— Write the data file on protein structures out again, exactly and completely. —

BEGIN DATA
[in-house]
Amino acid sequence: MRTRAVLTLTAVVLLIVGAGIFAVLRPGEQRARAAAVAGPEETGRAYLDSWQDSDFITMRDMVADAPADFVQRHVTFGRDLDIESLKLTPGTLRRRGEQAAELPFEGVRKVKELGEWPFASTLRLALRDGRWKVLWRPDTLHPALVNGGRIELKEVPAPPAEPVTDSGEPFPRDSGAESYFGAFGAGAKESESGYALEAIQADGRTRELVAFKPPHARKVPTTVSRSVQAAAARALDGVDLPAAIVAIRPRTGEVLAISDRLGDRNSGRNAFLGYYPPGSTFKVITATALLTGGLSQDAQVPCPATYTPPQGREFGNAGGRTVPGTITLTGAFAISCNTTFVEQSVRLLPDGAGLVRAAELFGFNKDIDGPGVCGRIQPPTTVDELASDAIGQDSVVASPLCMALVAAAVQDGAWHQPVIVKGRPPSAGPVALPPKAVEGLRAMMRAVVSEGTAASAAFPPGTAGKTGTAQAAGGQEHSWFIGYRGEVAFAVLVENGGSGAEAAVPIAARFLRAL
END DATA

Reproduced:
[in-house]
Amino acid sequence: MRTRAVLTLTAVVLLIVGAGIFAVLRPGEQRARAAAVAGPEETGRAYLDSWQDSDFITMRDMVADAPADFVQRHVTFGRDLDIESLKLTPGTLRRRGEQAAELPFEGVRKVKELGEWPFASTLRLALRDGRWKVLWRPDTLHPALVNGGRIELKEVPAPPAEPVTDSGEPFPRDSGAESYFGAFGAGAKESESGYALEAIQADGRTRELVAFKPPHARKVPTTVSRSVQAAAARALDGVDLPAAIVAIRPRTGEVLAISDRLGDRNSGRNAFLGYYPPGSTFKVITATALLTGGLSQDAQVPCPATYTPPQGREFGNAGGRTVPGTITLTGAFAISCNTTFVEQSVRLLPDGAGLVRAAELFGFNKDIDGPGVCGRIQPPTTVDELASDAIGQDSVVASPLCMALVAAAVQDGAWHQPVIVKGRPPSAGPVALPPKAVEGLRAMMRAVVSEGTAASAAFPPGTAGKTGTAQAAGGQEHSWFIGYRGEVAFAVLVENGGSGAEAAVPIAARFLRAL